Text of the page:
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Is it time for a simulation-reliant course?

Louis Havriliuc  //  16.11.2016


Business School Faculties can work together and develop an active learning methodology and take their educational services to the next level


Business Management and Marketing are two popular business school courses that consistently attract a vast number of students every academic year. The courses are run through different faculties. As part of their ongoing policy of improving educational services, business schools today integrate externally authored learning resources into their study programs. A popular choice amongst professors is the use of simulation games. What simulation game to include in a course is usually left up to the professor. However, this is occasionally determined at the faculty level but almost never at the Business School level. As students' results from the simulations are often counted towards the grading process, this offers more exploratory discussion opportunities on how to carry out simulation active learning exercises and how these activities can be improved over time through achievement of different learning objectives.

If we agree to use grades as a reliable indicator of student involvement within a particular subject topic, then we will bring forward the following hypothesis: If students are doing well in the simulation (consequently getting high grades) then a large determinant for this positive outcome sits with how the simulation game is actively being carried out. To get maximum learning utility and relevance for grading methodologies, I will expose a set of best practices on how to design and incorporate a sound simulation-reliant study module into the typical Business/Marketing course. 

Right now the overall grade for a simulation game activity makes up anywhere between 10% and 40% of the final grade awarded upon completion of the module of which the simulation is part. This means that a considerable determinant of the grade that a student is awarded is dependent on the following factors: 

-  The availability of the simulation resource, how reliable the usage of the resource is and under what conditions it's being made available to the students, and the access rights, costs, terms of use, and pre-requisites.
- How well the students have understood the requirements of the assignment. Getting to know an online simulation system requires learning how the technology works and is usually achieved during an in-class or online product presentation.
- Team dynamics. How students organize their workload is important because professors tend to grade students not individually but as part of their team. It is important that workload inside the simulation be evenly split amongst the members. (As a side comment, the Paretto principle seems to be valid in most cases with one student doing most of the work compared to the other several students on their team)
- The readiness of the instructor in answering questions related to the on-going game and the support offered by the authors of the simulation.

We argue in favor of going above the on-average 25% weight for the grade of the simulation activity. Instead, we suggest awarding 100% of the final grade for a new simulation based study module. I conclude that a simulation-supported course should become a distinct, self-reliant and continuously evolving study module in all economics degree programs that are available to those taking Management & Marketing at the university level (both Undergraduate and Postgraduate courses). Towards the end I will also include a neat solution to offset the ‘not built here’ syndrome that is prevalent in ‘clubs’ of economists and professors formed around a subject, university or culture. A propensity to easily dismiss outside views and specific author resources, such as a simulation game, is currently causing massive inefficiencies for this highly efficient teaching methodology. If deployed well, it can lead to impressive learning outcomes. This article invites you to impersonate an educational degree consultant who has to evaluate the likely success of a new simulation-based business study program. Each success criterion will contain a list of resources needed, as well as a proposed assessment method. We include the simulation game(s) of your choice as a default resource requirement at each stage, and acknowledge that without this essential resource a simulation-based course could not take place.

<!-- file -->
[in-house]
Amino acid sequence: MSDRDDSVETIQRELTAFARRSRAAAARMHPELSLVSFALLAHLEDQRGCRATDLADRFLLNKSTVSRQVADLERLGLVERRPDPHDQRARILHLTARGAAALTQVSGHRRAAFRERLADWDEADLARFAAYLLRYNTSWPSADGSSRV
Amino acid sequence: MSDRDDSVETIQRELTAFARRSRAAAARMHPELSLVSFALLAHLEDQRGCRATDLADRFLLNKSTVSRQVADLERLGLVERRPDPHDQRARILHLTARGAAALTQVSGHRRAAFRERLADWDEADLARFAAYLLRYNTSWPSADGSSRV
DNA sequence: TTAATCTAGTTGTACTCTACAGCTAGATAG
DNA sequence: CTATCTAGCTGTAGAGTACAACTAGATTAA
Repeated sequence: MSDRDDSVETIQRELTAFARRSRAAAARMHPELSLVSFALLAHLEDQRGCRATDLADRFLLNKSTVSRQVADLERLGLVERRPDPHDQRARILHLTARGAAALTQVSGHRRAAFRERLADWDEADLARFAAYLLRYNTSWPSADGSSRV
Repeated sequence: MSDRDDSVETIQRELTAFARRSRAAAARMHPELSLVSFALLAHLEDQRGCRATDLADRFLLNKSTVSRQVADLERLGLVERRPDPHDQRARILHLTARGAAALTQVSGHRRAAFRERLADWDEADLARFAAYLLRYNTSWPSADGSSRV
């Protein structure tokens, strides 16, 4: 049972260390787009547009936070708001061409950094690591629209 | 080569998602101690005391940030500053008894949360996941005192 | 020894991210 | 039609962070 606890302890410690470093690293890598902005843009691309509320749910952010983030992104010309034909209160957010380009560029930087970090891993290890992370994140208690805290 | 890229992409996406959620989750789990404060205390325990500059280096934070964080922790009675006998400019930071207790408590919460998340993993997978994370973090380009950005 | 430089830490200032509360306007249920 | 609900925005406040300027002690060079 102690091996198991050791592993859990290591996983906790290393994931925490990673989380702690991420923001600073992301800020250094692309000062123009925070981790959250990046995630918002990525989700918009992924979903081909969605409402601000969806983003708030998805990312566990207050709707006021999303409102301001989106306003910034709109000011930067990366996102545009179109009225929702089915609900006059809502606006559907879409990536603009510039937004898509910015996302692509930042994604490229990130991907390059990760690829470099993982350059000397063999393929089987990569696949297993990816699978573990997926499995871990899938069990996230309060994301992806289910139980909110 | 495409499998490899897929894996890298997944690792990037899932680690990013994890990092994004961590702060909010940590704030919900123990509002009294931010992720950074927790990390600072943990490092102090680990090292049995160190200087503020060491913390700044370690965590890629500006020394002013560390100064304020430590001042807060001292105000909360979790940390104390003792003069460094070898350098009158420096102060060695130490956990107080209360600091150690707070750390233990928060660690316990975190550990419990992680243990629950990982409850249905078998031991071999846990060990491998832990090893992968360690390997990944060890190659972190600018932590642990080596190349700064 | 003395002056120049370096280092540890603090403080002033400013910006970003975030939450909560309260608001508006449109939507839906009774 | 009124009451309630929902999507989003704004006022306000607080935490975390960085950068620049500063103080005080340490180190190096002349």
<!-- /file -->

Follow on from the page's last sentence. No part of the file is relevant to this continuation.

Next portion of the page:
1. Have students received a comprehensive introduction to the simulation system? 

Is the author or somebody that is very knowledgeable on how the system works ready to answer highly specific questions on the system features and how in-game performance can be improved? The initial system learning process can be augmented by numerous follow-up activities such as dissemination of best practices and presentations of typical student results through which students that are now new to the simulation are encouraged to evaluate the work of previous students during past years. Using this practice an instructor can allocate up to 10% of the total grade for the simulation-dependent module while they also make sure that all students have the right pre-requisites for the simulation course.

 

Learning Objective Learn how to operate simulation features and how to interpret results which are generated in response to student decisions.

Resources/Activities a 2-4 hours timeslot allocation in which to introduce the simulation (time allocation should take into consideration both complexity of the game and the level of understanding of the students), Slideshow containing example work of past students, Quiz functionality (can be online or paper & pencil). 

Proposed Methods for Assessment

1.    Short Quiz containing general questions on system features and range of results. This produces an accurate pre-activity assessment on each student’s level of readiness for operating the simulation system (up to 5% of final grade).